Letters to the editor: TiberWest, school closures, Lib’s attitude and Fletcher

Letters to the editor about a variety of subjects.

Whole story isn’t out there

To the Editor,

If there is anybody still left in this valley, especially residents of the Beaver Creek and Beaufort areas, who still believe that the TimberWest Forest Company is not responsible for the mess they  made in the Beaufort Mountains from Kitsuksis Creek— which runs through McLean Mill in the northeast side of the valley and many more streams and water causes including Beaver Creek itself all the way to Wolf Creek at the west end—should give their heads a shake.

Look at the facts of what really happened in the Beaufort Mountains. TimberWest officials spoke at public meetings, including the regional board and city council, concerning their so-called logging practices in watersheds and everywhere else.

Speaking of watersheds, this dumb old logger would like to see an audit and inspection done in the China Creek watershed by impartial forest officials who are not under the thumb of TimberWest and the Private Lands Council; someone with concern  for our environment.

TimberWest needs to clean up its action and show what a good neighbour it is.

Wayne Crowley,

Port Alberni

 

Closures are a fact of life

To the Editor,

It seems to be a crime everywhere in B.C. to close schools but okay to close them in the other nine provinces.

Student enrolment is the key issue, and enrolment numbers will never return to what they used to be in the old days. The newer generation is holding back on having children, and when they do, one child seems to be the norm.

The whole idea  of closing these schools is to keep the ones that are open at full capacity.

Why keep a school open just to pay janitors, heating, lighting, maintenance, etc. when the building is half full?

These taxpayers that complain that schools are being closed are two-faced.  Many of them have already downsized their living. For example, going to live in a condo because the house was too big, and why pay for all the expenses when it is not needed.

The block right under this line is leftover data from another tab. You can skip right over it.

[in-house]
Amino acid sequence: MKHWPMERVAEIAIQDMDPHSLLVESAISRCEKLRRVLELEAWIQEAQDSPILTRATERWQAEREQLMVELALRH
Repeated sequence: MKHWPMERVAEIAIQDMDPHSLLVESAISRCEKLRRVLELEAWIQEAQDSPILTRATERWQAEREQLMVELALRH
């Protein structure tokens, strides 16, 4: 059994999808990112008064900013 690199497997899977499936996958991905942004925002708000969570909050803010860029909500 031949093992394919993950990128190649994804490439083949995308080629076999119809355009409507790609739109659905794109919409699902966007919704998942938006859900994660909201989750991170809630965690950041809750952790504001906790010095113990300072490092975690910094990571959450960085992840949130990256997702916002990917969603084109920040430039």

Teachers are the biggest joke. They are against school closures, but you overhear them talking in public in malls, etc. to friends, that they have sold their house and moved to a condo because the kids are now gone on their own, and why keep paying for all of the upkeep when there is only two of them in the house.

Isn’t B.C. a province in Canada? These complainers don’t seem to think so.

Joe Sawchuk,

Duncan

 

Co-operation necessary

To the Editor,

B.C teachers have advocated for adequate student/teacher ratios, including enough special needs personnel, since the 1970s when I contemplated becoming a teacher.  Instead, I became a nurse and we are still advocating for adequate patient/nurse ratios to safeguard patient care.

So I’m encouraged by the B.C Supreme Court’s decision regarding educational class size and urge the B.C government to abide by and not waste any more taxpayers’ money appealing this recent decision.

Rather than disregard well-educated and experienced professionals and vilify them as “special (unionized) interest groups”, like members of any political party, government needs to adopt a better attitude of co-operation.

Liz Stonard,

Port Alberni

 

Column wasn’t quote-worthy

To the Editor,

It is hard to miss the irony in the title ‘Old Man Take a Look at the Facts’ in Tom Fletcher’s column (BC Views, Jan. 23). What was meant to be a witty reference of Neil Young’s famous song and his supposed ignorance could just as easily be referring to Fletcher himself.

Perhaps old Mr. Young and his allies don’t have all of their facts straight,but,then again, neither does old Mr. Fletcher.

In actuality, the clearest fact that Fletcher presents is that he has an issue with environmentalists, climate scientists and First Nations activists.

In fact, his preoccupation with putting down and disclaiming anyone who questions the status quo is a consistent theme in his column.

I believe everyone has the right to their opinion, including Mr. Fletcher.

That said, I am offering mine. I feel that Fletcher’s viewpoint is outdated. We are facing some serious crises on our planet that can possibly be diverted if we work together.

The divisive attitude of dinosaurs like Fletcher who insist on focusing on their prejudices at the expense of the truth are holding up positive progress. Meanwhile, the very people he belittles are working hard towards a healthier future for everyone. What is he doing?

I suggest that Tom Fletcher takes some time to think about the next line in Neil Young’s quote-worthy song: ‘I’m a lot like you are’.

Miriam Turner,

Port Alberni

 

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